ERIC Number: ED476362
Record Type: Non-Journal
Publication Date: 1995-Oct
Teachers Talk about Coalition Reforms at Their Schools. The School Ethnography Project.
Muncey, Donna E.; McQuillan, Patrick J.
This report provides an overview of the main reasons why secondary teachers supported their schools' efforts at educational reform through membership in the Coalition of Essential Schools. The Coalition is a grassroots reform movement focused on improving classroom teaching and learning and helping students to use their minds well. Researchers conducted interviews, observations, and surveys in eight schools. Overall, the primary reasons for support were the personal transformations teachers experienced and the benefits they felt students derived from a more personalized approach to teaching and learning. Although many individual teachers supported Coalition philosophy, in most of the study schools, there was no consensus regarding the need for change nor the appropriateness of the Coalition philosophy. Some teachers, although supportive in principle, became opposed as they worked to implement the Coalition's nine common principles in their classrooms and shape policy schoolwide. The reasons teachers opposed the Coalition included questioning the need for change, philosophical difficulties with the principles, incomplete socialization to Coalition programs, political concerns such as equity and ownership of the change process, and increased workload. The nine common principles of the Coalition of Essential Schools are appended. (Contains 19 references.) (SM)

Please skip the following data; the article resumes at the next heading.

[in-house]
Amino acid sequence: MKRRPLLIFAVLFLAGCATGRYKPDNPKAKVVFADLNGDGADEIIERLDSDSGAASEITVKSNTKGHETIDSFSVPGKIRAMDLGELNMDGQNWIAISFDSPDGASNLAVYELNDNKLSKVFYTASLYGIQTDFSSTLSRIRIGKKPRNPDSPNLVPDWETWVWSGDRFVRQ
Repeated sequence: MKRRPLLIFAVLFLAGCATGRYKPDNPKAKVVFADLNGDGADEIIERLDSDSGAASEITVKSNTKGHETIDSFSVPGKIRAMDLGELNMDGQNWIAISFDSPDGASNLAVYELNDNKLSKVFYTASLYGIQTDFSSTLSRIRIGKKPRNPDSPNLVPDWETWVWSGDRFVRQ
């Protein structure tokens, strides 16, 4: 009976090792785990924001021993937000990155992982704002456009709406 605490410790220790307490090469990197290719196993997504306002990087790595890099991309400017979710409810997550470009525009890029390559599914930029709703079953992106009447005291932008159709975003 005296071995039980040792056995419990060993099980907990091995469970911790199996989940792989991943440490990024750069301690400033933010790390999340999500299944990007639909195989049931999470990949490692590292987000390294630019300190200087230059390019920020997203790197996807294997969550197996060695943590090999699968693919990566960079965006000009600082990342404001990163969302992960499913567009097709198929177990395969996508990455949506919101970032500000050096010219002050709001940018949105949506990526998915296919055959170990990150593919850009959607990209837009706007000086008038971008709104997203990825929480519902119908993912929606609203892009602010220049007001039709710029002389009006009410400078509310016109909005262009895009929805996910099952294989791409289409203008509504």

Descriptors: Educational Change, Politics of Education, Secondary Education, Teacher Attitudes, Teacher Competencies, Teaching Skills
Coalition of Essential Schools, Box 1969, Brown University, Providence, RI 02912. Web site: http://www.essentialschools.org/.
Publication Type: Reports - Descriptive
Education Level: N/A
Sponsor: EXXON Education Foundation, New York, NY.
Authoring Institution: Coalition of Essential Schools, Providence, RI.